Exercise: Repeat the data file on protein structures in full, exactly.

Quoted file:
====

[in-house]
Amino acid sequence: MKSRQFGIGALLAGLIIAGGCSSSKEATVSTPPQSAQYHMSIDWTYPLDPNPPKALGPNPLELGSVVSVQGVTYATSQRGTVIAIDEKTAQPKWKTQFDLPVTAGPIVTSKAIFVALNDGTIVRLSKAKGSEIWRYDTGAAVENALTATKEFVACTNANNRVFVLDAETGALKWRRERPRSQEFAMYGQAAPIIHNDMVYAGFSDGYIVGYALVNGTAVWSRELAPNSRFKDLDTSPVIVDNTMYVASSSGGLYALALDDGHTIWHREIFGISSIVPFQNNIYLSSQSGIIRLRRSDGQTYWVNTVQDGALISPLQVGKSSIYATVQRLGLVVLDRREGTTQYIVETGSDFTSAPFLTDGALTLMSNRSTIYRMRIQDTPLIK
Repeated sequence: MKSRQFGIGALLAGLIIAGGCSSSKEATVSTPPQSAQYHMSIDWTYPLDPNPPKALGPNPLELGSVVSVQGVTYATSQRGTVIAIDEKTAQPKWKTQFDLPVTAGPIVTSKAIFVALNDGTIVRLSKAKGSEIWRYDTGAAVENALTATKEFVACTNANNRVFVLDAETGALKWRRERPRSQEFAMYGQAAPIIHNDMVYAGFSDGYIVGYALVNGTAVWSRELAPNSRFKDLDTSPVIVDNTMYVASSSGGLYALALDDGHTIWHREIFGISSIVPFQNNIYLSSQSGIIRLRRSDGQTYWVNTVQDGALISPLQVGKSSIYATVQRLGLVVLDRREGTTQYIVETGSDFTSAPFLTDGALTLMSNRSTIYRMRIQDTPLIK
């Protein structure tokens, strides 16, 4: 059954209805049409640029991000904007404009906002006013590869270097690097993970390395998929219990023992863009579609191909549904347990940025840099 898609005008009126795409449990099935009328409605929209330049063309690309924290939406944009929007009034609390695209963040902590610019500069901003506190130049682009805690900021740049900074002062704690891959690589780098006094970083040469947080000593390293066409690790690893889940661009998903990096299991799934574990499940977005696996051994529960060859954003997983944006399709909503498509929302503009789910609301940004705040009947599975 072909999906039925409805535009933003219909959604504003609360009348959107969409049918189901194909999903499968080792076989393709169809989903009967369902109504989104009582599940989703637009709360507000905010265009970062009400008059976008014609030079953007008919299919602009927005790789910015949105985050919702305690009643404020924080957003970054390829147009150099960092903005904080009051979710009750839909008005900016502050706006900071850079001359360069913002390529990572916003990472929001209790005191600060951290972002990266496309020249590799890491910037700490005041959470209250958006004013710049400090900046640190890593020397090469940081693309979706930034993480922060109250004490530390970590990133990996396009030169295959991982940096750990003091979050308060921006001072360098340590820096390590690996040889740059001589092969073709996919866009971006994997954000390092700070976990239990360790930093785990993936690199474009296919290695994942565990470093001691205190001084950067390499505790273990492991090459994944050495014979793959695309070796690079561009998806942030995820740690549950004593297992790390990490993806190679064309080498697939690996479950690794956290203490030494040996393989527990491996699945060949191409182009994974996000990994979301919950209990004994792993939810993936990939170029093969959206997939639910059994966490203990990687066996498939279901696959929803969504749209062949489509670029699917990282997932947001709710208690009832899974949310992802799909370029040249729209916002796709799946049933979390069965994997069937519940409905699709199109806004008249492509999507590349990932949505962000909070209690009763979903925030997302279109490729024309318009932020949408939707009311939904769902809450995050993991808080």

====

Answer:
[in-house]
Amino acid sequence: MKSRQFGIGALLAGLIIAGGCSSSKEATVSTPPQSAQYHMSIDWTYPLDPNPPKALGPNPLELGSVVSVQGVTYATSQRGTVIAIDEKTAQPKWKTQFDLPVTAGPIVTSKAIFVALNDGTIVRLSKAKGSEIWRYDTGAAVENALTATKEFVACTNANNRVFVLDAETGALKWRRERPRSQEFAMYGQAAPIIHNDMVYAGFSDGYIVGYALVNGTAVWSRELAPNSRFKDLDTSPVIVDNTMYVASSSGGLYALALDDGHTIWHREIFGISSIVPFQNNIYLSSQSGIIRLRRSDGQTYWVNTVQDGALISPLQVGKSSIYATVQRLGLVVLDRREGTTQYIVETGSDFTSAPFLTDGALTLMSNRSTIYRMRIQDTPLIK
Repeated sequence: MKSRQFGIGALLAGLIIAGGCSSSKEATVSTPPQSAQYHMSIDWTYPLDPNPPKALGPNPLELGSVVSVQGVTYATSQRGTVIAIDEKTAQPKWKTQFDLPVTAGPIVTSKAIFVALNDGTIVRLSKAKGSEIWRYDTGAAVENALTATKEFVACTNANNRVFVLDAETGALKWRRERPRSQEFAMYGQAAPIIHNDMVYAGFSDGYIVGYALVNGTAVWSRELAPNSRFKDLDTSPVIVDNTMYVASSSGGLYALALDDGHTIWHREIFGISSIVPFQNNIYLSSQSGIIRLRRSDGQTYWVNTVQDGALISPLQVGKSSIYATVQRLGLVVLDRREGTTQYIVETGSDFTSAPFLTDGALTLMSNRSTIYRMRIQDTPLIK
């Protein structure tokens, strides 16, 4: 059954209805049409640029991000904007404009906002006013590869270097690097993970390395998929219990023992863009579609191909549904347990940025840099 898609005008009126795409449990099935009328409605929209330049063309690309924290939406944009929007009034609390695209963040902590610019500069901003506190130049682009805690900021740049900074002062704690891959690589780098006094970083040469947080000593390293066409690790690893889940661009998903990096299991799934574990499940977005696996051994529960060859954003997983944006399709909503498509929302503009789910609301940004705040009947599975 072909999906039925409805535009933003219909959604504003609360009348959107969409049918189901194909999903499968080792076989393709169809989903009967369902109504989104009582599940989703637009709360507000905010265009970062009400008059976008014609030079953007008919299919602009927005790789910015949105985050919702305690009643404020924080957003970054390829147009150099960092903005904080009051979710009750839909008005900016502050706006900071850079001359360069913002390529990572916003990472929001209790005191600060951290972002990266496309020249590799890491910037700490005041959470209250958006004013710049400090900046640190890593020397090469940081693309979706930034993480922060109250004490530390970590990133990996396009030169295959991982940096750990003091979050308060921006001072360098340590820096390590690996040889740059001589092969073709996919866009971006994997954000390092700070976990239990360790930093785990993936690199474009296919290695994942565990470093001691205190001084950067390499505790273990492991090459994944050495014979793959695309070796690079561009998806942030995820740690549950004593297992790390990490993806190679064309080498697939690996479950690794956290203490030494040996393989527990491996699945060949191409182009994974996000990994979301919950209990004994792993939810993936990939170029093969959206997939639910059994966490203990990687066996498939279901696959929803969504749209062949489509670029699917990282997932947001709710208690009832899974949310992802799909370029040249729209916002796709799946049933979390069965994997069937519940409905699709199109806004008249492509999507590349990932949505962000909070209690009763979903925030997302279109490729024309318009932020949408939707009311939904769902809450995050993991808080």